Over breakfast Wednesday morning, White Sox general manager Rick Hahn confronted one of few people who didn't understand why he traded Jake Peavy to the Red Sox to hasten a South Side rebuilding project long overdue.
Hahn's 8-year-old son, Charlie, demanded an explanation.
"He was like, 'You traded Peavy? Why?!''' Hahn said Wednesday night. "Like many people, he loved Jake.''
But as popular as Peavy was, the 32-year-old pitcher with injury issues had to go with his stock much higher now than it will be later. Hahn's only real choice for a team forced into transition by a forgettable season was where to trade Peavy — not if.
So Hahn took advantage of Wednesday's deadline and, in a creative three-team deal including the Tigers, exchanged his most valuable commodity for three low-level prospects and promising 22-year-old Triple-A outfielder Avisail Garcia.
Garcia, the Tigers' third-ranked prospect, meant enough to the them that general manager Dave Dombrowski lamented Wednesday having to play against the speedy 6-foot-4, 240-pounder for the next decade. The dimensions at U.S. Cellular Field will suit Garcia's home run swing better than Comerica Park. The athleticism of Garcia fits the profile the Sox traditionally seek in young players, not to mention ambition as boundless as the Venezuelan's potential.
"I always watch the good players,'' Garcia told the Detroit News last spring. "I watch (Miguel) Cabrera and (Prince) Fielder. And I say: 'Why not me?'''
The Sox finally put themselves in position to find out as part of a painful process they acknowledge privately without necessarily announcing publicly. They figure people can read between the lines about the plan for a team 25 games below .500 with one playoff appearance post-2005 World Series without having to read it across anyone's chest, or anywhere else. They know what needs to be done and, for a franchise annually in go-for-it mode that should have put the future ahead of the present years ago, that represents a significant first step.
"I don't think we need to put a title on it or print up T-shirts,'' Hahn said. "People need to understand obviously we're not satisfied with what has transpired the first four months of the season and we're to the point it's starting to transition this club to a new core.''
The Sox's commitment to that transition made Wednesday's deadline passing without another big trade easier to understand. Hahn never viewed July 31 or even Aug. 31 as a now-or-never date to unload players under contract such as outfielder Alex Rios or shortstop Alexei Ramirez — two maddening players unlikely to comprise a new core.
The market for teams seeking Rios and Ramirez or anybody else not named Chris Sale will expand beyond playoff contenders at the winter meetings. The prospect pool will deepen. The chances to load up with offensive talent capable of forming a "more diversified attack'' Hahn said he sought will increase.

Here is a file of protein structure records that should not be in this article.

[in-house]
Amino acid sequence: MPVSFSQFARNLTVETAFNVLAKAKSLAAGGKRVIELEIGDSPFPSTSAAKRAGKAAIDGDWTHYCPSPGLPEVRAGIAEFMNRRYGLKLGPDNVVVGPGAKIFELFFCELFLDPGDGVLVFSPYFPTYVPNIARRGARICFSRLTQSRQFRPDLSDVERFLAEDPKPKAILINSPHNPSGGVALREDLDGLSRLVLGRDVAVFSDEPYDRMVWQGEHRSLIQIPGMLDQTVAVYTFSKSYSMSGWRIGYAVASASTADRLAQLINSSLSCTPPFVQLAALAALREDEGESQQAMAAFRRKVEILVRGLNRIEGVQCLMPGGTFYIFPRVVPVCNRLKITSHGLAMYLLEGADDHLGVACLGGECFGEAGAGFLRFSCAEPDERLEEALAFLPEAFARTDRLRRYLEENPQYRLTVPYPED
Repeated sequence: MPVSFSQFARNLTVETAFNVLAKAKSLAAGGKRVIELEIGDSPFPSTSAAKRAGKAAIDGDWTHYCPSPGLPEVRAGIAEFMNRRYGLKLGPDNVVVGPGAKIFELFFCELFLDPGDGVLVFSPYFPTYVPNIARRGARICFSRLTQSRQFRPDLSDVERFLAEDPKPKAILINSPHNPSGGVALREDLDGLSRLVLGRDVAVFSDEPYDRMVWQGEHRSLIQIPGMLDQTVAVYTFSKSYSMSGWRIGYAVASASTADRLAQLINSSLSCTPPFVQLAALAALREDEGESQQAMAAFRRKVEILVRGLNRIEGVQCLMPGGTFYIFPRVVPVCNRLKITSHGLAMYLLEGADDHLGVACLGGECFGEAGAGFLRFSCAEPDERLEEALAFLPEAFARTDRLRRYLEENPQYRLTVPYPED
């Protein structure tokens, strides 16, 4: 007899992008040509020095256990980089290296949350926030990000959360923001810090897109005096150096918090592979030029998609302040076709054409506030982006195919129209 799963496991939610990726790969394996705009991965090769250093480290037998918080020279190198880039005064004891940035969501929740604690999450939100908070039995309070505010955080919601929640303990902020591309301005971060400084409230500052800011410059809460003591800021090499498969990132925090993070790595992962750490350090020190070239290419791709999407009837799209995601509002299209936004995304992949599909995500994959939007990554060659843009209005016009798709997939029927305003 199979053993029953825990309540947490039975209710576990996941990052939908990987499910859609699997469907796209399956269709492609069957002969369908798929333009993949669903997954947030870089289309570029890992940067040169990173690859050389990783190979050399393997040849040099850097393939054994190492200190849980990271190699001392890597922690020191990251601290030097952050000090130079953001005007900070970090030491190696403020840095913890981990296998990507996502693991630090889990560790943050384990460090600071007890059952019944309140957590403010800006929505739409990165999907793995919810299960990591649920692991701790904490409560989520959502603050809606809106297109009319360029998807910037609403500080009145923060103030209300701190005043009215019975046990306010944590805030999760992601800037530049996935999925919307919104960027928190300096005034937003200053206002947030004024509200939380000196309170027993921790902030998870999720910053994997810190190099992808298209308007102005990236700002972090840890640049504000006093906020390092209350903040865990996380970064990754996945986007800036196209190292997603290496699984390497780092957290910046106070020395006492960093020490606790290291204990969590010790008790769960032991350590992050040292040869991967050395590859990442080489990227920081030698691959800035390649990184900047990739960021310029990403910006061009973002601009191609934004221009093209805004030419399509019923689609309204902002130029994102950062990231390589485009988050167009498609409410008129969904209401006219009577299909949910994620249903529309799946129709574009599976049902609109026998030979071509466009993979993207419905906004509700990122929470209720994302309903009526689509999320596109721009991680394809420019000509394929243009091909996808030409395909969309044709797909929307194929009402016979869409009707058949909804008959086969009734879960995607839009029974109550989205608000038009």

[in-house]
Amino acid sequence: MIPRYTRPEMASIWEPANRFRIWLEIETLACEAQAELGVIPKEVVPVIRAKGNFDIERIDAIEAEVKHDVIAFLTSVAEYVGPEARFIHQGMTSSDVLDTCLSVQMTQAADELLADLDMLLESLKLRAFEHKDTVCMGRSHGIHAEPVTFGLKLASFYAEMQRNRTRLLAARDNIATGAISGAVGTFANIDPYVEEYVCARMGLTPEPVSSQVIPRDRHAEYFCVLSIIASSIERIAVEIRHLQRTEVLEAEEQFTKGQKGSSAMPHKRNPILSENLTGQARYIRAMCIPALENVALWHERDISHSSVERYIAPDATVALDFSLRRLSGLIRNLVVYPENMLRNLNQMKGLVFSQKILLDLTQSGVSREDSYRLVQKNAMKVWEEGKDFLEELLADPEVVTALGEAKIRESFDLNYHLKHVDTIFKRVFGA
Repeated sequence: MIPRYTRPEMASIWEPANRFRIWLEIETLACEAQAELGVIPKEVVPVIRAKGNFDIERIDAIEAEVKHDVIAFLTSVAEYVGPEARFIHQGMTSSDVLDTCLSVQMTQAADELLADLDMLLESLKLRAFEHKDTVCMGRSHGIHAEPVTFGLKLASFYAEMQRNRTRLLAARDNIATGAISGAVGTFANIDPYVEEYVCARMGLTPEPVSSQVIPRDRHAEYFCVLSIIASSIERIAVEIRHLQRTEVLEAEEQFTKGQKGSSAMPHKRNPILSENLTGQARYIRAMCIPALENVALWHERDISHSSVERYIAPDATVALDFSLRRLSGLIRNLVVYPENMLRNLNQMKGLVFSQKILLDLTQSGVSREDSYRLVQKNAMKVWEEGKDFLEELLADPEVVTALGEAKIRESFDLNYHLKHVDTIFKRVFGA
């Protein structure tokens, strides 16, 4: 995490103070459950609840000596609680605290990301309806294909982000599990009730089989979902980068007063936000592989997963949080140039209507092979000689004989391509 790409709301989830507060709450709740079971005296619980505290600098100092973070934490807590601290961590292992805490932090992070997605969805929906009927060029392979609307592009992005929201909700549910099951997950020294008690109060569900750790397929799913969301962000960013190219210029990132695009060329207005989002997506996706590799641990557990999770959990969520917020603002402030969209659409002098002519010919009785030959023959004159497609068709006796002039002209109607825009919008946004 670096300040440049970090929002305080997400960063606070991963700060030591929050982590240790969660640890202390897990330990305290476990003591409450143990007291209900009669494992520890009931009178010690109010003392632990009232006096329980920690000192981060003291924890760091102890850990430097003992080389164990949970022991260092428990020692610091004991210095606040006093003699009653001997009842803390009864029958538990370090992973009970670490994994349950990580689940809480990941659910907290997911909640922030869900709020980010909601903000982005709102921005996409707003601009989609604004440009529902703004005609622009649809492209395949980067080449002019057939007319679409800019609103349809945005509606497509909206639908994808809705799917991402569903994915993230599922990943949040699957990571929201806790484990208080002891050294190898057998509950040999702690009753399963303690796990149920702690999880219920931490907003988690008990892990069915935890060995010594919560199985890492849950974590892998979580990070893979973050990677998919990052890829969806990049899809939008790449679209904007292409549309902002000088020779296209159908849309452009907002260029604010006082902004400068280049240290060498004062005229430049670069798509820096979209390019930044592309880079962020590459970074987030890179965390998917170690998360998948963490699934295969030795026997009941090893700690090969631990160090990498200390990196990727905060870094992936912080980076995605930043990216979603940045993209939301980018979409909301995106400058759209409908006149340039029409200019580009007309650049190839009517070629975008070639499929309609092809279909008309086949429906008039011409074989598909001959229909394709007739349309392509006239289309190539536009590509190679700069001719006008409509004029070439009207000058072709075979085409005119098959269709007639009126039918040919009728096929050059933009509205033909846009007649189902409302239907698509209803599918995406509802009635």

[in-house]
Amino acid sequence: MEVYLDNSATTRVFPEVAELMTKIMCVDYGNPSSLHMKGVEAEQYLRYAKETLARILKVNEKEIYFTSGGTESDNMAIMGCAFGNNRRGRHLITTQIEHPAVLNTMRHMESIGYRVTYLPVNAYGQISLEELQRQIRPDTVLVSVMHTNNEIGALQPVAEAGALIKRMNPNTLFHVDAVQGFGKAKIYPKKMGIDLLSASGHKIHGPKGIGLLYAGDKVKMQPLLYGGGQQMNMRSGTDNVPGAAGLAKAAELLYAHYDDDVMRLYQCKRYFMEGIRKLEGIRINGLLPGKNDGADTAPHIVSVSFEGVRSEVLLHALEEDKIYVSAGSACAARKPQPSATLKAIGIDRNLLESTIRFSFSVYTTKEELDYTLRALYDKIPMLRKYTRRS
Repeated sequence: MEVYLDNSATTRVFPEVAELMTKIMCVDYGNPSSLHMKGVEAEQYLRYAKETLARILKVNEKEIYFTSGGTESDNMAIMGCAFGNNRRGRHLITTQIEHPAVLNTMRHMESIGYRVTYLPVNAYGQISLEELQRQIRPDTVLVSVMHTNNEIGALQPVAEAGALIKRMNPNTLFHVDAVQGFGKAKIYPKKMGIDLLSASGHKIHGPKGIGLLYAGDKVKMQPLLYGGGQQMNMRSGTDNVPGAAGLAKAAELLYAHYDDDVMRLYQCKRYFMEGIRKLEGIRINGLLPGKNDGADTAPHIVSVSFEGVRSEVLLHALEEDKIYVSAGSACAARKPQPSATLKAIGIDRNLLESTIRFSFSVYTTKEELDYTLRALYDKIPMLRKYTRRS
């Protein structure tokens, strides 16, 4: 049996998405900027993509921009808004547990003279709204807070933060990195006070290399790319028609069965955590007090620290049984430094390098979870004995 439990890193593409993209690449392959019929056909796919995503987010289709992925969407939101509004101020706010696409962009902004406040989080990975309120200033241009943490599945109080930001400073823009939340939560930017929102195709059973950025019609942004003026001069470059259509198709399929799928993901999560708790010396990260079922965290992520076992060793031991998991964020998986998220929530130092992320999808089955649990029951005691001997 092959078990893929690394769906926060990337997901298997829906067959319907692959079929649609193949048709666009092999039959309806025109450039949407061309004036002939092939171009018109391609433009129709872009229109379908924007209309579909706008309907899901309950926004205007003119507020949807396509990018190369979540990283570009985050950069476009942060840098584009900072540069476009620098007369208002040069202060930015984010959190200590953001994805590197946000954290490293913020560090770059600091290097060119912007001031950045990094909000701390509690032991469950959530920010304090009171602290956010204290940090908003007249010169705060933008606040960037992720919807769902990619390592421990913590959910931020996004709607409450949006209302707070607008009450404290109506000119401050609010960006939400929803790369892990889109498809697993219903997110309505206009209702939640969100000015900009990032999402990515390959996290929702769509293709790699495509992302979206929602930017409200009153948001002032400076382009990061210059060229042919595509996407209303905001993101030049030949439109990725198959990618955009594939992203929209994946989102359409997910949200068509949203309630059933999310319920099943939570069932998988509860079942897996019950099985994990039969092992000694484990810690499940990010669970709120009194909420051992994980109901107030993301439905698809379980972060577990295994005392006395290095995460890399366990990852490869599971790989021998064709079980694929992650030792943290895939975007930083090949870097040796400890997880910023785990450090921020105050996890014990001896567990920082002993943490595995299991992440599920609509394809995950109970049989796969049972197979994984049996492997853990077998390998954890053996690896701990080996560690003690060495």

The only players Hahn felt an urgency to unload for compensation because of expiring contracts, relievers Matt Thornton and Jesse Crain, indeed yielded a return. Credit Hahn for pulling off a Peavy deal everybody knew he had to make — though he wasn't the baseball executive in town I would have bet on finagling a trade with the Red Sox's help. Balancing satisfaction over that trade with any disappointment over not following up with another wasn't as hard for Hahn as I thought.
"The only disappointment I feel right now is sometimes you take a step back from conversations in sell-mode and (remember) we aren't sitting here trying to add guys like we are accustomed to doing,'' Hahn said.
Sellers use August and September to tinker, which is why Hahn warned Sox fans about seeing more young, unfamiliar faces over the final 57 games. As July ended, essentially the quest to be competitive in 2015 commenced. Sound familiar, Chicago? Can't wait for the billboard in Wrigleyville: "Real Major League Rebuilding 8.1 Miles South.''
"We're getting to the point the efforts we've made in the minors are going to start bearing some fruit,'' Hahn said.
Anybody else wonder what took so long? Or if good-guy manager Robin Ventura, who already turned down a contract extension, feels enthused entering the final year of his deal in 2014 surrounded by youngsters in a job much different than the one he took? I asked Hahn.
"All of us around here are excited by the idea of being able to build something up we think will be a perennial contender,'' he said. "Everyone's fully committed to doing that. The notion that anyone would be less than enthusiastic about what lies ahead is not entirely accurate.''
Perhaps, but it is not an entirely crazy idea about a team that wisely just sacrificed popularity in the name of progress.